With nearly 22 million people in North America affected by narcissistic personality disorder, chances are, you’ve either encountered a narcissist in your past or are currently in a relationship with one. They may be a parent, spouse, sibling, friend, or boss. They may even be a public figure you admire, such as a politician, entertainer, or athlete. Sometimes they’re easy to spot, with their extreme self-absorption, arrogance, and tendency to belittle or demean others. Other times, they can be on their best behavior, hiding behind a charming façade for weeks or even months while they manipulate a relationship to their advantage. If we allow ourselves to fall under their spell, we can quickly become entangled in a highly toxic relationship, where the fallout from ending it and being a victim of their wrath seems more daunting than staying put.
Are you already involved, or do you have the potential to be involved, with a high-conflict narcissist? Author of 5 Types of People Who Can Ruin Your Life and the co-founder of the High Conflict Institute Bill Eddy recommends using the WEB Method to identify these toxic and abusive people. WEB stands for a person’s words (W), your own emotions (E), and the person’s behavior (B).
Watch for language that demeans or insults others; displays arrogance, lack of empathy, or entitlement; and comments which split humanity into winners and losers.
Monitor your own feelings and emotions about the person in question. Pay attention to your gut! Narcissists will make you fearful, doubtful of your own competence or intelligence, or as though they’re “sucking up all the oxygen in the room.” Conversely, you should question any extreme feelings you have towards a person, such as awe beyond reason, feeling swept away by them, or believing them to be superior to you.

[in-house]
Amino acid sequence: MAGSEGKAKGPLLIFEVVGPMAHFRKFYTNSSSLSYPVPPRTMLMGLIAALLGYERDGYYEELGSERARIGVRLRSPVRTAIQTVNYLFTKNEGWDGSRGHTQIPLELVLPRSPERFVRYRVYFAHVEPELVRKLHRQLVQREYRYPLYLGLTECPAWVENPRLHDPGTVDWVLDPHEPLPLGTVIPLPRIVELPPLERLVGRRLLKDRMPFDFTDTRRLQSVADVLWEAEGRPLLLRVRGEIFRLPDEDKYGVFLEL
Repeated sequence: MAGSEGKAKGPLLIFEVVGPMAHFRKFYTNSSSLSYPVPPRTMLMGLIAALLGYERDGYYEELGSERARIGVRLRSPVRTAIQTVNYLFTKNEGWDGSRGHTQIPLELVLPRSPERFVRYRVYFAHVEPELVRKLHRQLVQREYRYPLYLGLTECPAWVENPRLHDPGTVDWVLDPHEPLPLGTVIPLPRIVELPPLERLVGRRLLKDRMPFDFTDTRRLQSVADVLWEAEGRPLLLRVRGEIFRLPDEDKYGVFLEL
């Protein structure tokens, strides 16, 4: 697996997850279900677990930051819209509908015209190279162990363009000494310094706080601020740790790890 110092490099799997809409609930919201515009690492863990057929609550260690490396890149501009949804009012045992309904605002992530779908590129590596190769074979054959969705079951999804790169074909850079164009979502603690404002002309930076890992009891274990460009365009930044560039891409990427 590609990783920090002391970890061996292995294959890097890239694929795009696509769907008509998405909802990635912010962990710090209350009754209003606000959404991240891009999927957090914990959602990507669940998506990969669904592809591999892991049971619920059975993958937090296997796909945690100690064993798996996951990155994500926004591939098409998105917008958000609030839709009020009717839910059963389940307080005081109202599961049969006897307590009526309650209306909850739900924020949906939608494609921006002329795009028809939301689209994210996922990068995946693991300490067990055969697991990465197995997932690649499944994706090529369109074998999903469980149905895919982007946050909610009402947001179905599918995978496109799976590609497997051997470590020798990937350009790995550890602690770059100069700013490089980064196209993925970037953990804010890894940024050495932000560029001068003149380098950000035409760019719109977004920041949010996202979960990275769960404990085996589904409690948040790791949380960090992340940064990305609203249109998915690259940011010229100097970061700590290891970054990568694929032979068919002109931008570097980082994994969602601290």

Note behavior that is aggressive, rude, entitled, or unempathetic. Does this person viciously attack others, especially in public? Do they demean them and make them feel inferior? If you are unsure if a person is displaying extreme behavior, Eddy recommends employing the 90 Percent Rule. As in, would 90 percent of people NOT behave in that way?
If you’ve identified a high-conflict narcissist in your life, you may be wondering how to end or reduce your relationship with them without incurring their wrath—which can be tricky. “HCPs are very sensitive to rejection,” Eddy explains. “They may interpret almost anything you do as insulting or threatening.”
If you’re ready, follow these recommended Dos and Don’ts to strategically extricate yourself from a toxic relationship:
DON’T tell a narcissist you’re ending or limiting a relationship because of their behavior. Treating it as a rejection or telling them there’s “something wrong with them” prompts vengeful behavior.
DON’T blame or criticize yourself (i.e., “It’s not you, it’s me.”) Doing so only reinforces a narcissist’s belief that you are inferior and they are superior.
DO focus on your differing or evolving styles, interests, and goals as a reason for ending or limiting a relationship (i.e., “I want to spend time with my family and less with colleagues.”)
DON’T make a big deal out of it. Treat the brief conversation as matter-a-factly as possible.
DO show simple respect for them, using words like respect, talented, or successful in your explanation.
DON’T feel you need to prove or explain your position if challenged. Simply state that your feelings are your opinion or perspective.
DO consult a therapist if the situation gets dicey. They can offer you guidance on ending a tricky relationship with a particularly volatile narcissist.
Finally, it’s worth noting that some relationships are easier to end than others—cutting off a narcissistic colleague is a lot easier than cutting off a narcissistic parent. But remember—no person inherently deserves to be in your life, especially if they are abusive or toxic to you. Set clear boundaries, surround yourself with supportive friends and family, and recognize that sometimes you need to sever ties, no matter a person’s relationship to you. It is one hundred percent okay to prioritize your mental, physical, and emotional health—no matter how anyone else might feel about your decision.
To learn more about how to identify and deal with narcissists, sociopaths, and other high-conflict personalities, check out Bill Eddy’s book, 5 Types of People Who Can Ruin Your Life.
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